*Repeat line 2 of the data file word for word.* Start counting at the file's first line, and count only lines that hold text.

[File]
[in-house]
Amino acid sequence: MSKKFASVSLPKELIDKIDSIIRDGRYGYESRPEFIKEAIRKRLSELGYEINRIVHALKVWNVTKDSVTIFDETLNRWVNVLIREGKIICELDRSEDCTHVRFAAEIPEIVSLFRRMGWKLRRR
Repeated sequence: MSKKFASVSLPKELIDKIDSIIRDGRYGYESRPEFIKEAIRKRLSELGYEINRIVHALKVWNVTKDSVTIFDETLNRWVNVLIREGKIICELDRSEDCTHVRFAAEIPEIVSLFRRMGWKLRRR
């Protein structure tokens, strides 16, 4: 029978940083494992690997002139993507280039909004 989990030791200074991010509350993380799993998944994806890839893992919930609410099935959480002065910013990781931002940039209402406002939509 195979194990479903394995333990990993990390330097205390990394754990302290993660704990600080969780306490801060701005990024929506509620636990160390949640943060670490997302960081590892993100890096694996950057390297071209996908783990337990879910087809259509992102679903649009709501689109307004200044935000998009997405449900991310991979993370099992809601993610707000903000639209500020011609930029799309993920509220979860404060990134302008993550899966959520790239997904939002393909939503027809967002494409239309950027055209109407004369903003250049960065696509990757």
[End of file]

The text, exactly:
Amino acid sequence: MSKKFASVSLPKELIDKIDSIIRDGRYGYESRPEFIKEAIRKRLSELGYEINRIVHALKVWNVTKDSVTIFDETLNRWVNVLIREGKIICELDRSEDCTHVRFAAEIPEIVSLFRRMGWKLRRR